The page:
Triple Played: Mixed bag of favorites from 2013

My favorite music from 2013 includes new originals as well as reissued music that has not been available before on CD or at least in its present configuration.

This list is in no particular order, but I have to start with “Skydog: Duane Allman Retrospective.” “Skydog” is a seven-CD box set that really showcases Allman’s musical genius. It is the only collection of the majority of Allman’s work outside of the Allman Brothers Band. In fact, there are only 20 of the 129 songs that feature the Allman Brothers Band. The rest of the songs feature Duane’s work with Wilson Pickett, Laura Nyro, Herbie Mann, Boz Scaggs, John Hammond, Lulu, Ronnie Hawkins and many others.

Boz Scaggs, “Memphis.” One of the great singers in rock ‘n’ roll history at 69 years of age has never sounded any better! Armed with a great batch of covers and a pair of originals, this album delivers on every level. From the deft covers of “Rainy Night In Georgia,” “Cadillac Walk” and “Corrina, Corrina” to the originals “Gone Baby Gone” and “Sunny Gone,” there is no filler here.

Billie Joe Armstrong and Norah Jones, “Foreverly.” Green Day lead singer Billie Joe Armstrong and the sultry voiced Norah Jones team up here to record a collection of songs inspired by the 1958 Everly Brothers LP “Songs Our Daddy Taught Us.” “Foreverly” features songs such as “Silver Haired Daddy of Mine,” “Barbara Allen,” “Roving Gambler” and “Long Time Gone.” This fresh approach by Armstrong and Jones really stands out.

The Band, “Live at the Academy of Music 1971.” Twenty-Nine live tracks from one of rock’s greatest bands were recorded during four performances in New York City. The set is highlighted by four songs with Bob Dylan who made an appearance the fourth night, which happened to be New Year’s Eve, 1971.

Rachel Brooke, “A Killer’s Dream.” We found out about Brooke from a customer’s tip, and what a tip it was. This young lady writes, sings and approaches country blues such as Hank Williams and Jimmie Rodgers with a heartbroken voice that reminds me of early Emmylou Harris. I can’t decide if it is her writing or her voice that is the strength of her songs. Probably both!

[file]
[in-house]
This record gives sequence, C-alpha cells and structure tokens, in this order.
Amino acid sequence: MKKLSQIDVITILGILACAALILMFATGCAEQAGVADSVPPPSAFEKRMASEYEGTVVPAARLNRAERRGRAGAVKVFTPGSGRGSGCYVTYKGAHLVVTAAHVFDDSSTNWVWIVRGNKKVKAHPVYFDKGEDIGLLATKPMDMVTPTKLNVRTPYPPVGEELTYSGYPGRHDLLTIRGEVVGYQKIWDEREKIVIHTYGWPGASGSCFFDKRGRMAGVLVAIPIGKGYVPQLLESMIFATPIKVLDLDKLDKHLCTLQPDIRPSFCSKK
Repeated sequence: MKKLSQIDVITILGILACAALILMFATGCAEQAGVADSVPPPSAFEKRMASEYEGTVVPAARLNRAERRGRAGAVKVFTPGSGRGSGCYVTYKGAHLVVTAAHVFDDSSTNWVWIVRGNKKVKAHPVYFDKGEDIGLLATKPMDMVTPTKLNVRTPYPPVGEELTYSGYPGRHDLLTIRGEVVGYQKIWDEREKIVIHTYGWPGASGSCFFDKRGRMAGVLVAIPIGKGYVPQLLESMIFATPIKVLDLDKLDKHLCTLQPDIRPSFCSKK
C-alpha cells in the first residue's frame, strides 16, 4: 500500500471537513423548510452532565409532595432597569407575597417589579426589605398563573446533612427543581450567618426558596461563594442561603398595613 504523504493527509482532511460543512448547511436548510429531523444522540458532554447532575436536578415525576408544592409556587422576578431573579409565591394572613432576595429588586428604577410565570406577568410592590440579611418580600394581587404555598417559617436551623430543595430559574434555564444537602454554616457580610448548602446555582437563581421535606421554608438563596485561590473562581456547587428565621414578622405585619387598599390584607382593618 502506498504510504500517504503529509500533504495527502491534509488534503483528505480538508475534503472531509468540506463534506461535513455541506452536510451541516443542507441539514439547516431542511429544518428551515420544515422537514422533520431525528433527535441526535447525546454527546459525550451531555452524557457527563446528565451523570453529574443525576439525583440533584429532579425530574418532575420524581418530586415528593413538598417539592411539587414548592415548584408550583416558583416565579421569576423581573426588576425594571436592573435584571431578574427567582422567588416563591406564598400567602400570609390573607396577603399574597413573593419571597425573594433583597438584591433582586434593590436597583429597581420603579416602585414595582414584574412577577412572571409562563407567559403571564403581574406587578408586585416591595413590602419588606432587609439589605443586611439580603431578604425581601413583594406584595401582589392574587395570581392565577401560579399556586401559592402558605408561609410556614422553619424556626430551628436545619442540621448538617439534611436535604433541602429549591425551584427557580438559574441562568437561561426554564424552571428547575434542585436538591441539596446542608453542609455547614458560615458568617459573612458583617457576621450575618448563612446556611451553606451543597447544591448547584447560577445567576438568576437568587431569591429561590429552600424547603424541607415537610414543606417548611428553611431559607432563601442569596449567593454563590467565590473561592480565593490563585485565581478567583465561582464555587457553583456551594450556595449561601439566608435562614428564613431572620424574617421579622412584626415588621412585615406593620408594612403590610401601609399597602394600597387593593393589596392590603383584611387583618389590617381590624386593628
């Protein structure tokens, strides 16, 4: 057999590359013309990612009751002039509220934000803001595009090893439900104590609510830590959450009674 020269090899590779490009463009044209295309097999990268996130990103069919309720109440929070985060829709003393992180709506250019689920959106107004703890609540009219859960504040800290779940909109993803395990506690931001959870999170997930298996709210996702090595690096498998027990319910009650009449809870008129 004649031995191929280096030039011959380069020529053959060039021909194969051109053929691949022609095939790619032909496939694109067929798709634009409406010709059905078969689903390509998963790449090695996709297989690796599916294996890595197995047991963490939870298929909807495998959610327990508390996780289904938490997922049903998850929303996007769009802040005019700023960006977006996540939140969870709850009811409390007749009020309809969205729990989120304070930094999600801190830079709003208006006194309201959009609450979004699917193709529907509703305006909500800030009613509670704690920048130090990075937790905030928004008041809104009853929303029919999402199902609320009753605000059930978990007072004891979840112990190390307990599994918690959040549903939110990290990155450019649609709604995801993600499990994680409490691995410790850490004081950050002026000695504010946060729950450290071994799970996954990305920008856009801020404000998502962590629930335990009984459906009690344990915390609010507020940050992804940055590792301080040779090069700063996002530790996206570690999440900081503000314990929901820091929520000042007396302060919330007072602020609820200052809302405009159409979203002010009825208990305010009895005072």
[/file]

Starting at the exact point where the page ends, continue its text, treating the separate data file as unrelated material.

Jerry Jeff Walker, “It’s a Good Night for Singing & Contrary to Ordinary.” These two great LPs from the mid-1970s finally made it onto CD thanks to Australia’s Raven Records. In my opinion, these are the last two really good Walker albums. Featuring songs from the likes of Tom Waits, Keith Sykes, Lee Clayton, Butch Hancock Billy Joe Shaver and Rodney Crowell, these two LPs are just about as good as Walker’s “Viva Terlingua” and “Ridin’ High.”

Tony Joe White, “Hoodoo.” In one of those strange music business quirks, the man who wrote “Polk Salad Annie” and “Rainy Night in Georgia” doesn’t get enough recognition. Thanks to a friend, I became more aware of White’s music, and I love it. Deep murky swampy blues rock is the best way to describe it. It sounds like Creedence Clearwater Revival meets Mark Knopfler, and it is very infectious.

Kacey Musgraves, “Same Trailer, Different Park.” Don’t let the carefree delivery fool you on this record. If you take the time to really listen the lyrics, you will discover the turmoil and angst that is just below the surface. It is easy for me to see how Musgraves could have a bright future in the uncertain world of the modern music business.

Rock Cesario owns Triple Play Records, 530 Main St., and hosts “Acoustic Sunday” from 9 a.m. to noon Sunday on the Vault 100.7 FM. Email him at .(JavaScript must be enabled to view this email address).


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